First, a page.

Re: Some references about ontology and analogy: SUO redux
As one who has invested a lot of effort in AI and related
subjects, I really do hope that projects like SUO, Cyc,
Project Halo, and the Semantic Web will succeed -- at least
to the extent that the produce a positive ROI, even if
they don't satisfy all the hopes and claims of their
PC> ... we are still missing a standard upper ontology.
But at the same time, the evidence suggests that many
of the currently proposed directions are overoptimistic.
As examples look at slides #17 and #18 of the knowledge
What Kant said in 1800 was repeated in different words and
from different perspectives by Wittgenstein, Waismann, and
Whitehead in the early 20th century. There's no evidence
from anything being done today that would suggest any other
conclusions. From Kant:
"Since the synthesis of empirical concepts is not arbitrary
but based on experience, and as such can never be complete
(for in experience ever new characteristics of the concept
can be discovered), empirical concepts cannot be defined."
"The topic of every science is an abstraction from the full
concrete happenings of nature.... But there can be no
logical test for the possibility that deductive procedure...
may introduce into relevance considerations from which the
primitive notions of the topic have been abstracted."
As for Project Halo, I think that something useful can be done
to make knowledge acquisition somewhat easier. It's worth
exploring, but as I said in the challenge talks, the methods
of deduction are already fairly good. The areas with the
greatest need for improvement are induction and abduction.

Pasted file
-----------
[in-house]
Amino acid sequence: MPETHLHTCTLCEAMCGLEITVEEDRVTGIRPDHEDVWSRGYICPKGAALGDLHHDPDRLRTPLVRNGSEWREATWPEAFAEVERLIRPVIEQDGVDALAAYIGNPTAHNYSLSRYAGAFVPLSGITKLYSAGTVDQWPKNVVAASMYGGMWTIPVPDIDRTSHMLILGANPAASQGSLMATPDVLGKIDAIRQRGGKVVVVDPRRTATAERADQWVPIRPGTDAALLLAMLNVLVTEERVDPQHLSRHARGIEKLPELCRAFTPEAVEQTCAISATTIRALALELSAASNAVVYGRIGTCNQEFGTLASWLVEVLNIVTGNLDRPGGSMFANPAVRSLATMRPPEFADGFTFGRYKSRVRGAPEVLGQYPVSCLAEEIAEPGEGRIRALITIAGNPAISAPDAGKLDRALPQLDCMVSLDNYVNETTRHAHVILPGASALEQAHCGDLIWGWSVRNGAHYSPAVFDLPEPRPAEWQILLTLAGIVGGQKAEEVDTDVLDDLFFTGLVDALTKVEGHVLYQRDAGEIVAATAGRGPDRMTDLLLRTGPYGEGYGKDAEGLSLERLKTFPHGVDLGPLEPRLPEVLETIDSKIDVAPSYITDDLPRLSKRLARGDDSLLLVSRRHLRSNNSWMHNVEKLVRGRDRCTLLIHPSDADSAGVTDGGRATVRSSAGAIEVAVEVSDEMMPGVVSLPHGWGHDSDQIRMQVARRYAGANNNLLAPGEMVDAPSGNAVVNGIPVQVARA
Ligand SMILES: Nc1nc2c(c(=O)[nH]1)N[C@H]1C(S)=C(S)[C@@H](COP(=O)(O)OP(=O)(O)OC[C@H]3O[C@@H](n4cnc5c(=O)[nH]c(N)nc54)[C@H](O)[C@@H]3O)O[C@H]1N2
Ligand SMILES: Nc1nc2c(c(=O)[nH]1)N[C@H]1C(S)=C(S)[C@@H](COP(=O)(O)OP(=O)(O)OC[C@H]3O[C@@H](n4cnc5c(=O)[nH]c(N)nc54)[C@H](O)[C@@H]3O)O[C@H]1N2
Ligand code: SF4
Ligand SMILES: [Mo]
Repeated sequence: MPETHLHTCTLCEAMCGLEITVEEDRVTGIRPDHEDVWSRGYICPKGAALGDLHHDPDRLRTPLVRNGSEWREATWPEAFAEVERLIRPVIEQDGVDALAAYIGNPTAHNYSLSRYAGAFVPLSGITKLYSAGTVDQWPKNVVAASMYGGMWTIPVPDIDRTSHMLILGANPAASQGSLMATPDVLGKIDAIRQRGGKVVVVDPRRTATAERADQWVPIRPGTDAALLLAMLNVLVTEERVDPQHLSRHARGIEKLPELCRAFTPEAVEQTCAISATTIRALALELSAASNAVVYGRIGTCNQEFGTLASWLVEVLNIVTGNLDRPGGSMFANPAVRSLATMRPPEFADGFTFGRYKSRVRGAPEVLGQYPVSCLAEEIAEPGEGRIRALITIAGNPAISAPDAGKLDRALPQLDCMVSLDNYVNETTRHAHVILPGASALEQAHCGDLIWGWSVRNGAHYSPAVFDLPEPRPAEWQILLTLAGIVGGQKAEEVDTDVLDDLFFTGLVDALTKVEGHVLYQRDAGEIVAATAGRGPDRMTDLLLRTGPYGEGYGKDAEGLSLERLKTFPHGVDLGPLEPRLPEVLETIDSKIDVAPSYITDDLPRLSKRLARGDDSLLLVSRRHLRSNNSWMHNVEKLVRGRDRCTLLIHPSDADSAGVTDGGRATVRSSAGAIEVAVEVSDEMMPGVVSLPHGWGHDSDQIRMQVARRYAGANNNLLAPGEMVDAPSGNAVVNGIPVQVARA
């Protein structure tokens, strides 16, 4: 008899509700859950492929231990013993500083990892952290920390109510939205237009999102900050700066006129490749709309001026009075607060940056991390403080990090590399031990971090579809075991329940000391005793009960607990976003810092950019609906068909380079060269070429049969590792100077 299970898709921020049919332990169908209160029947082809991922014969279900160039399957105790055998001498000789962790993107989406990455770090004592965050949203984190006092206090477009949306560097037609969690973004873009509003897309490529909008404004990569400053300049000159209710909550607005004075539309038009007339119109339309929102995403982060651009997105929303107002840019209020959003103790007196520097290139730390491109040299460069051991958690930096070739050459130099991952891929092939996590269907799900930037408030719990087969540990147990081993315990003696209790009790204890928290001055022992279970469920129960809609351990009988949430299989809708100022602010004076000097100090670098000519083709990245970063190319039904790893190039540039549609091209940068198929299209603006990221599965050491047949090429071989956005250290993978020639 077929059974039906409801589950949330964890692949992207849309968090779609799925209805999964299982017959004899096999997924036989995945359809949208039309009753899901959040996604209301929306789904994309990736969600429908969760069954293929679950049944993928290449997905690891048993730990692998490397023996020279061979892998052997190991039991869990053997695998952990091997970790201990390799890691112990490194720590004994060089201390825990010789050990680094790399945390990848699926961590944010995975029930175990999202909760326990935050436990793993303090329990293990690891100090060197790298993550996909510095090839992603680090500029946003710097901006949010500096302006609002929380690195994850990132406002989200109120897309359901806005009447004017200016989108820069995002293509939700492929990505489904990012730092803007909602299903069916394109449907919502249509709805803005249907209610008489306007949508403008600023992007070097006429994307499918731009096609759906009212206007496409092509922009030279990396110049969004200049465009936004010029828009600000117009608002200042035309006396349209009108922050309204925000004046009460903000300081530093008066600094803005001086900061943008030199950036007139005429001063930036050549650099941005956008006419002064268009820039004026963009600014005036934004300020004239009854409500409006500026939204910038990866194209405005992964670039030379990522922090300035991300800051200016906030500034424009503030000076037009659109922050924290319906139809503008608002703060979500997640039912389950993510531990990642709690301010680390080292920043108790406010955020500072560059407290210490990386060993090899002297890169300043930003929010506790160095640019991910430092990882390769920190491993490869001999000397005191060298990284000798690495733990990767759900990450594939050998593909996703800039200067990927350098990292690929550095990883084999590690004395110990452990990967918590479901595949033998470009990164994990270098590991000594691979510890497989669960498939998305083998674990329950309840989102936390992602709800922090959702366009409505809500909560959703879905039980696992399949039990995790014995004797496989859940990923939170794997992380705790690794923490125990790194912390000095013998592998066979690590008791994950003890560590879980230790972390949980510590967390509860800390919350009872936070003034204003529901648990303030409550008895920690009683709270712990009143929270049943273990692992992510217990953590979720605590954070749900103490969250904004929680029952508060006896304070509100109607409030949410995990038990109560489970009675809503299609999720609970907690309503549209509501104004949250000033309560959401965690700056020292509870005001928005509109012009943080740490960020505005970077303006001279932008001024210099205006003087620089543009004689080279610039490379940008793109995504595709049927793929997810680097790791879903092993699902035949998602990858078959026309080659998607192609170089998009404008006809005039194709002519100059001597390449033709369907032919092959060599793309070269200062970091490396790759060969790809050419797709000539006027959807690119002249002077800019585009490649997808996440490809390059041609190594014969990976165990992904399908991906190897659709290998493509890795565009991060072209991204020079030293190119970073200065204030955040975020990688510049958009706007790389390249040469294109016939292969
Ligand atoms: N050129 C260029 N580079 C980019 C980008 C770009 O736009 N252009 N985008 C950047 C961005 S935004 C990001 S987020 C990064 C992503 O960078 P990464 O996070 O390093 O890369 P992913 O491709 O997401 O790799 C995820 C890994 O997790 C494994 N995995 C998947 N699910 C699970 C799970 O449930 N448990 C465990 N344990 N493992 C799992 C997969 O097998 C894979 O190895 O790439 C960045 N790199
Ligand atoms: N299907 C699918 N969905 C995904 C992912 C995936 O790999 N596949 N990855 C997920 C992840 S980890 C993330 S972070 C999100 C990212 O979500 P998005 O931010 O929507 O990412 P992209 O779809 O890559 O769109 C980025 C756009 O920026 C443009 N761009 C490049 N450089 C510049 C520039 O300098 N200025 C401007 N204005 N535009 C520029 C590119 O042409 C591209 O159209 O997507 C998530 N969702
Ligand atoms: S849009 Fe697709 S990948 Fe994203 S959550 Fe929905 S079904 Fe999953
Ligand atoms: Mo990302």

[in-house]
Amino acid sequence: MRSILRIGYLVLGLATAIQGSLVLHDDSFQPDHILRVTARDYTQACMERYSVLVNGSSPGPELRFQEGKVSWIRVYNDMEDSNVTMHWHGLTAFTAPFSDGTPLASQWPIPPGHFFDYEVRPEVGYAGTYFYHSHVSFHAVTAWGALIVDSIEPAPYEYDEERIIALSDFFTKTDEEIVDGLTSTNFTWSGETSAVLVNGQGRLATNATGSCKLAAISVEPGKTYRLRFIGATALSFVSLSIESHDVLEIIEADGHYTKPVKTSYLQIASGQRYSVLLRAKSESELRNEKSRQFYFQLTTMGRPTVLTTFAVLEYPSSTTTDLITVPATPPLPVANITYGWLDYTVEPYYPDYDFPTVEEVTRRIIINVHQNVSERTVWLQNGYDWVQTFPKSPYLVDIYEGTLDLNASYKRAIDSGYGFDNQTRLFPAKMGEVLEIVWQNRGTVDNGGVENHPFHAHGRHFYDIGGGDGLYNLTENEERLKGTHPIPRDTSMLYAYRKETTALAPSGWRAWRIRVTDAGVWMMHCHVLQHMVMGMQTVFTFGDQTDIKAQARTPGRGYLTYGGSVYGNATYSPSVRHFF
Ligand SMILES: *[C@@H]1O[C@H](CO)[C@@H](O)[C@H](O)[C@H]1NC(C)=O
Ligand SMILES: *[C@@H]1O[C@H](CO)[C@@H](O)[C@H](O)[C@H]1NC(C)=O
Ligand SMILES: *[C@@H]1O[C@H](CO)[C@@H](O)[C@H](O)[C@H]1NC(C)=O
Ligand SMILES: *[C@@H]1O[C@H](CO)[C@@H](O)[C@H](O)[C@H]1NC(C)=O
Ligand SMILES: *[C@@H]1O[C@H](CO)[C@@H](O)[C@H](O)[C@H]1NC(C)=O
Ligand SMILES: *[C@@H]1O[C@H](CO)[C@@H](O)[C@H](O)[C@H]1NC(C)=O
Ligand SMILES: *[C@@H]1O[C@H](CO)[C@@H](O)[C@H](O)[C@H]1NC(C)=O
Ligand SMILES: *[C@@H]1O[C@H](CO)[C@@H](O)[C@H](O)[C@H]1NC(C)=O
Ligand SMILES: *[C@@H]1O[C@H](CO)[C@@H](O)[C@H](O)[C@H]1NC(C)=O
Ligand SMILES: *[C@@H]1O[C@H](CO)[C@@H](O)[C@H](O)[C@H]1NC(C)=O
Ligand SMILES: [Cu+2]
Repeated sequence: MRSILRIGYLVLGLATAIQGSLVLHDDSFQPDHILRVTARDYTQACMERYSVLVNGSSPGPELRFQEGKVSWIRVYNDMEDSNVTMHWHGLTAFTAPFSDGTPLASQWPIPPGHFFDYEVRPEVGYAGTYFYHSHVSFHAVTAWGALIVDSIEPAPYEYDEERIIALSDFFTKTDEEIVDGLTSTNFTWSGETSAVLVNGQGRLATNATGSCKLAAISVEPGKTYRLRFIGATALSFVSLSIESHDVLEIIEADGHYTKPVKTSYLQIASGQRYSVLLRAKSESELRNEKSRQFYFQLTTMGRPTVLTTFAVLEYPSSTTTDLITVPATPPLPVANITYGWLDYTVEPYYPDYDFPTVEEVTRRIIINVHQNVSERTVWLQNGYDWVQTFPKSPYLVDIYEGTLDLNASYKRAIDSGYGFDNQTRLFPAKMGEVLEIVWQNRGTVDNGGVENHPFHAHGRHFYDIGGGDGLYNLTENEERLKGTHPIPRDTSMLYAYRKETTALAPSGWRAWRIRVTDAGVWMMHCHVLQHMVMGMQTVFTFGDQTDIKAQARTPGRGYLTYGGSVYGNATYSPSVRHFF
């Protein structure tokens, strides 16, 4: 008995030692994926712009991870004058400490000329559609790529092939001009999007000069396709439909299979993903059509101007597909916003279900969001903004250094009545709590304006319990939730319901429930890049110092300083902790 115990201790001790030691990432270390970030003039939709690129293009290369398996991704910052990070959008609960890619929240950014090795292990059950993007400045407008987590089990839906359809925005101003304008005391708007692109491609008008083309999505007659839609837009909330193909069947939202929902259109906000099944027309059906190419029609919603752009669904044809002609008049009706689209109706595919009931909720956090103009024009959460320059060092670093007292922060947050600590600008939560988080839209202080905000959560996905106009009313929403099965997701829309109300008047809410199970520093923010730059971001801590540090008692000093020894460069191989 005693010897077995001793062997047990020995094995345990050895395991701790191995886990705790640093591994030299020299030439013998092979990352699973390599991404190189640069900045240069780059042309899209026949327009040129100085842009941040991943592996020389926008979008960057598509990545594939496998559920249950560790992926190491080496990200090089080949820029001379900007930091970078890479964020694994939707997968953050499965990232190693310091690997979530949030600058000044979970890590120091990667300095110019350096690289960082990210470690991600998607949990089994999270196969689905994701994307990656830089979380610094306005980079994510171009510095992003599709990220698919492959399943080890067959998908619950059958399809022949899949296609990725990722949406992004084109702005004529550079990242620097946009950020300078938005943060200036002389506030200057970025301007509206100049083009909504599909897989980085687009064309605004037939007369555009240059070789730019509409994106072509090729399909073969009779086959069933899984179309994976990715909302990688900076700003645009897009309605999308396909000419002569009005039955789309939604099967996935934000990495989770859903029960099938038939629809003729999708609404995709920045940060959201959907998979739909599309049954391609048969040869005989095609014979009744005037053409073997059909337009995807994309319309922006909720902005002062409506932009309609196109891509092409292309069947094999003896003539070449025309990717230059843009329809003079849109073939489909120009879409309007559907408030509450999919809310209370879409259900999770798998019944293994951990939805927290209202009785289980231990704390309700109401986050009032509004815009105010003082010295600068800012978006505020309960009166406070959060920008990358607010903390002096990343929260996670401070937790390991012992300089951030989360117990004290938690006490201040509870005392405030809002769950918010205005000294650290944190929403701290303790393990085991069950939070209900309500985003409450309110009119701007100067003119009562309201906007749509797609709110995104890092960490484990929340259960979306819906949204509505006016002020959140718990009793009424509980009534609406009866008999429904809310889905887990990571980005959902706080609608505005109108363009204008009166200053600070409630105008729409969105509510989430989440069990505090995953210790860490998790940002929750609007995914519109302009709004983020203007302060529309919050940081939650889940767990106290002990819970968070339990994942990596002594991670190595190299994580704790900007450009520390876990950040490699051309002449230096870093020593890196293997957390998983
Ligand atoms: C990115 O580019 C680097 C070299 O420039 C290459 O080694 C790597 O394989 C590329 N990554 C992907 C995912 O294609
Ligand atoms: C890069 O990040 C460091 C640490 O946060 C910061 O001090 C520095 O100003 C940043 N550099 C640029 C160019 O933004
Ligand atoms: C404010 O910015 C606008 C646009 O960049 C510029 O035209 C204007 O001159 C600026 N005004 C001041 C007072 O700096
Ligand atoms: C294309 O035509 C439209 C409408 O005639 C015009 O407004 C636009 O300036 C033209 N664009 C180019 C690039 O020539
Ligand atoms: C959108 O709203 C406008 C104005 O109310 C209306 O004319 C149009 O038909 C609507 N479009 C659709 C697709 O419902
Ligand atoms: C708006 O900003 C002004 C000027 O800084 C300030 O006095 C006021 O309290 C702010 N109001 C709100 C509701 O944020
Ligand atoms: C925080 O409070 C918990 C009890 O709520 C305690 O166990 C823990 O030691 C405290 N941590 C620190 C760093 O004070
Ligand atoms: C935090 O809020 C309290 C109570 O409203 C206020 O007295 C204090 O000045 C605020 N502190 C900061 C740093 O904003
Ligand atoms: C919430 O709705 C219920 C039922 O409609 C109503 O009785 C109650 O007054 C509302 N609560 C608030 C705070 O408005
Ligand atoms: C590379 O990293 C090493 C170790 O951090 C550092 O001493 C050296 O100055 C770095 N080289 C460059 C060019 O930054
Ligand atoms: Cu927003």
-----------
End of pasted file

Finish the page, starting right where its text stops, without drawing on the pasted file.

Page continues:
That's where the greatest opportunities lie.
Noah used the term "document centered". I like the emphasis
on natural language texts as the starting point for knowledge
acquisition, and that fits with my long-term belief that all
knowledge representation languages -- and, in fact, all notations
for mathematics or any other subject -- are supplements to natural
languages. Every one of them is defined directly or indirectly
in terms of some NL, and every one them is taught and explained
in a NL. In Wittgenstein's terms, they are just language games
that supplement some NL.
One point about the Project Halo discussion is the argument for
chemistry instead of physics: chemistry problems can be stated
entirely in terms of formulas, but physics problems nearly always
involve diagrams. But that leads into another issue: I don't
believe that natural language understanding is possible without
relating the terms to the geometry of the visual, tactile, and
motor mechanisms. In fact, that is my recommendation for a
"Grand Challenge" proposal:
Integrating geometrical pattern recognition
with natural language question answering
I believe that this is one of the most critical problems that
must be solved before true AI is possible.